So, yesterday was Canada Day, and I went to watch the fireworks with the wife on the hill.

Fireworks are funny, aren’t they? An explosive pyrotechnic device used in religious and cultural ceremonies since forever.

It was lovely.

And what was even lovelier, was watching the crowds.

What was lovely about the crowd was the fact that everyone was just willing to stand around and watch something beautiful. It makes sense, though, the appeal. Everyone likes to watch the stars, the sky, falling stars, lunar eclipses.

Nice is such a small word to describe how it felt to stand amongst a crowd of people and still feel welcome, and relatively at home. Despite the mosquitos and the long grass and the ever-encroaching dark.

We’re probably a really uncomplicated race compared with others in the galaxy and the milky way and the ever-reaching mystery that is out there. But it was heart-warming, that we could all be humbled by something as simple as things lighting up in the sky.

(Not to say that there isn’t a huge amount of choreography or care or training that goes into the brilliance that is pyrotechnics, especially on a national holiday like Canada Day…)

… but the act of standing and watching is fairly self-explanatory.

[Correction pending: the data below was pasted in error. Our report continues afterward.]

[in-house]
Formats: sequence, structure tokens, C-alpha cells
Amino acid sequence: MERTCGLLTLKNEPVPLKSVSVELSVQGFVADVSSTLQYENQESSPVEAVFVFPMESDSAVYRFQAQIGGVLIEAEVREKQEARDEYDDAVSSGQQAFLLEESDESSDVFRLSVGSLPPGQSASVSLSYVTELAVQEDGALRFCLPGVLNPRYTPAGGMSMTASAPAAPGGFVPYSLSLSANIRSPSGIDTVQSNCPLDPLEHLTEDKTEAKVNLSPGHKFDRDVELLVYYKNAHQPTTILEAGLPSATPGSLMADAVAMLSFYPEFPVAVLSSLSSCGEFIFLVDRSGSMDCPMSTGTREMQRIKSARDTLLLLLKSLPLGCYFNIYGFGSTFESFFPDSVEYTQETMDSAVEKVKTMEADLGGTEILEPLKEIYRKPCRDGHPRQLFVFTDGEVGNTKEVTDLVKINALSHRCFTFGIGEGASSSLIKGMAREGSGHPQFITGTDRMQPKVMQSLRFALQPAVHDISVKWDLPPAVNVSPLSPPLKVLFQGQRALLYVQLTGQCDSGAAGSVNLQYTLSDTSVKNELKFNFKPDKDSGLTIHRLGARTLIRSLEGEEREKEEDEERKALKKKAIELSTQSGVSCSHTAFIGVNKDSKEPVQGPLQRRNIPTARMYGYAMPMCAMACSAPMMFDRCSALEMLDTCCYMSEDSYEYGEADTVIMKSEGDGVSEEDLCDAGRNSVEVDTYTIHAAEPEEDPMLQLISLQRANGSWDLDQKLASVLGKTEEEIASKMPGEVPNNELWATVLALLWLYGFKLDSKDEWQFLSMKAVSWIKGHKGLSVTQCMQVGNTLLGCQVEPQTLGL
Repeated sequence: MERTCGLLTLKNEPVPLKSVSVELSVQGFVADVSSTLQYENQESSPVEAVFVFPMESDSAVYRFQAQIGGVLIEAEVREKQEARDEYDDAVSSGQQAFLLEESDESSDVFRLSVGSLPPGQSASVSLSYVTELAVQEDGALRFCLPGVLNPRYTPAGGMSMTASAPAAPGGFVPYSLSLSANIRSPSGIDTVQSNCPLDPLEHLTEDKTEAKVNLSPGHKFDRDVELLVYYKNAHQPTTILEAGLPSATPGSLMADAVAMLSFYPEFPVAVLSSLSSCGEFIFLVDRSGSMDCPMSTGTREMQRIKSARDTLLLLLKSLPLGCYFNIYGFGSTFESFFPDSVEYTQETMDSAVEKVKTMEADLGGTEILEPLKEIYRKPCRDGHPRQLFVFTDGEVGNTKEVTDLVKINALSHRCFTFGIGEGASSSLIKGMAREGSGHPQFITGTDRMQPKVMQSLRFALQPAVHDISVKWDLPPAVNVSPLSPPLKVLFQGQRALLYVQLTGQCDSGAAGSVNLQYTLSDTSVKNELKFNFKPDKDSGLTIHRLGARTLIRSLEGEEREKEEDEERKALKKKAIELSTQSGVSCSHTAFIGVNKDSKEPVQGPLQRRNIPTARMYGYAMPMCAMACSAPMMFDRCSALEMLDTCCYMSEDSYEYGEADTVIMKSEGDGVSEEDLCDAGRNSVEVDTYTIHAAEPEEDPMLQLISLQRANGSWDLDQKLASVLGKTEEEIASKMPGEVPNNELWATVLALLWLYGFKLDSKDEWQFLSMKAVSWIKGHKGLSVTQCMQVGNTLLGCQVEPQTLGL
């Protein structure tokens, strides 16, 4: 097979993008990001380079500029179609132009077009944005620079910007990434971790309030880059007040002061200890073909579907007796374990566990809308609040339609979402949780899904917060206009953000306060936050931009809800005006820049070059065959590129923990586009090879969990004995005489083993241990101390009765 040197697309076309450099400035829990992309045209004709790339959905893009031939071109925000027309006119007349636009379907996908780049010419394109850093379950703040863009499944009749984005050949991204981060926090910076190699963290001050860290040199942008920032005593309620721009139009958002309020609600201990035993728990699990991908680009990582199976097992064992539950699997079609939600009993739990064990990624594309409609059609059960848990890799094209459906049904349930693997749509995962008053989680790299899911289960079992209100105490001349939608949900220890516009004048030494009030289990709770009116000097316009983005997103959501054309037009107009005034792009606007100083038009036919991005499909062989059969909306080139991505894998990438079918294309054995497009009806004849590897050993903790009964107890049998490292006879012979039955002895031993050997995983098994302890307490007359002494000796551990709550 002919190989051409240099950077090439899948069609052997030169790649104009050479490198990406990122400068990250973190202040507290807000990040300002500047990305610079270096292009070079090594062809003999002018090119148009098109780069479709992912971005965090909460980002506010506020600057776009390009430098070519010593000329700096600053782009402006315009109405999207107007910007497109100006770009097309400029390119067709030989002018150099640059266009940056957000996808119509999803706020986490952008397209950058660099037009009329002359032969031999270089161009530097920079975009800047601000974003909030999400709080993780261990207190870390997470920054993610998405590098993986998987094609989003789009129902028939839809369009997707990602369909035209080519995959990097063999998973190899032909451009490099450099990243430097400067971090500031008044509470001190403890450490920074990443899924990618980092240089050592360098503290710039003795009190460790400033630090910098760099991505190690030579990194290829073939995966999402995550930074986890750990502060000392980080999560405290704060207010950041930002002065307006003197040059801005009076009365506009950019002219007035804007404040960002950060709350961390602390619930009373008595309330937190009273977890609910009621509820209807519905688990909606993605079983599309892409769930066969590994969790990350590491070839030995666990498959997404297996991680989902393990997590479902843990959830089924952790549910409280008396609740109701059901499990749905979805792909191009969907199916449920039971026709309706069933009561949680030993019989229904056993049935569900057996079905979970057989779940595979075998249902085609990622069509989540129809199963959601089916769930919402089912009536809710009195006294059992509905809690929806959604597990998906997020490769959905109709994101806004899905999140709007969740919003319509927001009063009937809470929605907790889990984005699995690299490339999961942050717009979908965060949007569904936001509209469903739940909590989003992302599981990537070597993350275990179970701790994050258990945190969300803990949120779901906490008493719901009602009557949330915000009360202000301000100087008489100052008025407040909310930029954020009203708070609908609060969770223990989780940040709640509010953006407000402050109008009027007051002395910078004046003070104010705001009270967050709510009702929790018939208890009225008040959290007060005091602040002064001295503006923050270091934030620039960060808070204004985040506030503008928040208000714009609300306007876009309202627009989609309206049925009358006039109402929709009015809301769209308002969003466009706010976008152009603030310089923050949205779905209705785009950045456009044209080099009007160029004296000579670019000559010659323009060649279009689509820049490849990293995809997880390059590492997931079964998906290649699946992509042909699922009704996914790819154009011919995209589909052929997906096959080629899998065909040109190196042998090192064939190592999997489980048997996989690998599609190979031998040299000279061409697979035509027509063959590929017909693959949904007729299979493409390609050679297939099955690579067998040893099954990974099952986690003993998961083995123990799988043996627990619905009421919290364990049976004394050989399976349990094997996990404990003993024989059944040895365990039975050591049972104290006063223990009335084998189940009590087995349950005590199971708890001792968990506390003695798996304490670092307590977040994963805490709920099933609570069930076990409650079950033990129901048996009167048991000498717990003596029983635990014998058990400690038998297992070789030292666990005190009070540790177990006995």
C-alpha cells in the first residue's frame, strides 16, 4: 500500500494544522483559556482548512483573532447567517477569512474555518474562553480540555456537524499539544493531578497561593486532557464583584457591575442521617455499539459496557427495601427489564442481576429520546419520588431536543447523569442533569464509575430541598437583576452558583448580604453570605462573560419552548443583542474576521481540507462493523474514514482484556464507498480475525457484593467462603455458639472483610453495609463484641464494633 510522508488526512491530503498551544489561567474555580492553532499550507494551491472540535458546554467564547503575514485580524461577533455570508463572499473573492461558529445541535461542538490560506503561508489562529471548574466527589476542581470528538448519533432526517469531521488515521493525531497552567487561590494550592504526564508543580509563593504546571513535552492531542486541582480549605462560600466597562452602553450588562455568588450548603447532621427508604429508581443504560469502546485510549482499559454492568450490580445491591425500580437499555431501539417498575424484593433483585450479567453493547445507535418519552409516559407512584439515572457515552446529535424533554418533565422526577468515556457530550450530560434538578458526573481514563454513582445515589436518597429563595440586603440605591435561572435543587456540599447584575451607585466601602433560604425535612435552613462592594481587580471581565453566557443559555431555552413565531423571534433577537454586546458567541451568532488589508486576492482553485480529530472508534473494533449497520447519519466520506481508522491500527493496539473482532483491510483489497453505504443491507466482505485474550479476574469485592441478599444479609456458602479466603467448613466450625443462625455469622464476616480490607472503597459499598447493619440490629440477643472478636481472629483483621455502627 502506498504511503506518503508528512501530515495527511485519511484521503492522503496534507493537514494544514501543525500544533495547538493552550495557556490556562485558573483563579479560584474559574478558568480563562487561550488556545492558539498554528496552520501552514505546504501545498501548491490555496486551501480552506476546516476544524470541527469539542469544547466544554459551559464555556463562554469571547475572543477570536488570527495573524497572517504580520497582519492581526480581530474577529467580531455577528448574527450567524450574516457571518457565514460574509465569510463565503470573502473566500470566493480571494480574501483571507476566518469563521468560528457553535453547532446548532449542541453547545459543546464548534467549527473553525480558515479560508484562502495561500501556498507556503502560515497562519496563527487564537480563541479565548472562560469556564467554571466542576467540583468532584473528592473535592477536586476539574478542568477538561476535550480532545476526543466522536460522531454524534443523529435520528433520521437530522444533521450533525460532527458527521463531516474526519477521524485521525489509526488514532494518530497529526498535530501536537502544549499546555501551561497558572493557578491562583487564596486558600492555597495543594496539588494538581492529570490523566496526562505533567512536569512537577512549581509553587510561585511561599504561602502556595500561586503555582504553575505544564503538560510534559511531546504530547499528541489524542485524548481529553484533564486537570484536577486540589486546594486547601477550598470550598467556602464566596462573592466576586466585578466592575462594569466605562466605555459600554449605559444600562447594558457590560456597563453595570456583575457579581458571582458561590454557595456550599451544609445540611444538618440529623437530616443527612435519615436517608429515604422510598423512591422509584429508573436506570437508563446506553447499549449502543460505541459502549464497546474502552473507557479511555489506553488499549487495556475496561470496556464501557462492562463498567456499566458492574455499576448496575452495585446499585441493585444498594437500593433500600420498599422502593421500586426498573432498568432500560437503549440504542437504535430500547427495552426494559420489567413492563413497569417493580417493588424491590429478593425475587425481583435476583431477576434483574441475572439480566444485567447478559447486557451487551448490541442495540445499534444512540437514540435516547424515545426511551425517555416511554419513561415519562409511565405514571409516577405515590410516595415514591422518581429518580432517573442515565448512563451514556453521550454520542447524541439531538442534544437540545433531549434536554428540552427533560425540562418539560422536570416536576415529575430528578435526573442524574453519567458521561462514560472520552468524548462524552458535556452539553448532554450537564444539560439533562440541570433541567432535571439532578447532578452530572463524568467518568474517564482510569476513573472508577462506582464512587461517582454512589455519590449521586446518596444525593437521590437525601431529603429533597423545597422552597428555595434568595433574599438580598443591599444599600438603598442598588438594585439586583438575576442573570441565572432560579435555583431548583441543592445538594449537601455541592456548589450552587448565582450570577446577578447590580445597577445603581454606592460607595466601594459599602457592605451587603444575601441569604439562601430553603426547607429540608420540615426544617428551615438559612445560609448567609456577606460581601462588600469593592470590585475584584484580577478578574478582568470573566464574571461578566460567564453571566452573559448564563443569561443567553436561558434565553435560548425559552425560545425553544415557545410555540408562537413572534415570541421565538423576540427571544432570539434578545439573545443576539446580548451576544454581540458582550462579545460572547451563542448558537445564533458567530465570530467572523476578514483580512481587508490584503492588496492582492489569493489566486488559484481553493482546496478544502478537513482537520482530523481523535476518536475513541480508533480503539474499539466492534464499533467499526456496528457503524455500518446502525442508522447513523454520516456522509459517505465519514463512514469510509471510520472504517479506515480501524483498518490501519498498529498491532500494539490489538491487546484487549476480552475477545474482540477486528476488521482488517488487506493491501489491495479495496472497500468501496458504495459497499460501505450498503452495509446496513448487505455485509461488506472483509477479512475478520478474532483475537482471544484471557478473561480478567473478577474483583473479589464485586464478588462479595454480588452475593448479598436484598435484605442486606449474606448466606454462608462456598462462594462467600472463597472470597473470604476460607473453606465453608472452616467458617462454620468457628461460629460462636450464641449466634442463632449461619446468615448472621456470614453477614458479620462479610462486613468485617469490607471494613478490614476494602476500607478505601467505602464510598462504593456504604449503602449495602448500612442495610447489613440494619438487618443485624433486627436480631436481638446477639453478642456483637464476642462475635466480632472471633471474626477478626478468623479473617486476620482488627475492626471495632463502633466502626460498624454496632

We were all just like little kids, really. Looking up in wonder. Making appreciative noises comprised mostly of vowels and half-finished exclamations.

And we were all there jumbled together, and it didn’t really matter who we were or what we did for a living.

Just watching a series of carefully-timed explosions with smoke and lights and colours, and loving every minute of it.

It was good to be there with my wife, too, because it was a moment in our lives that was lit up, for the lack of a better term.

It was only a little moment in what (I hope) will be a veritable ocean of proverbial time. One to match the literal (Pacific) ocean that separates our homes. (If you take a globe or a map, and flatten it out, we’re on opposite sides of the page, and that hurts more than it should. More than it has a right to.)

All that aside, though, this was an important moment for me, because it was so simple and beautiful and human and humble.

And I think it’s important to do that, every once and a while, to stand back and enjoy a moment without thinking about it, or analysing it, and sharing it effortlessly with others.

(… but probably don’t try any fireworks shenanigans at home, okay? Okay.)



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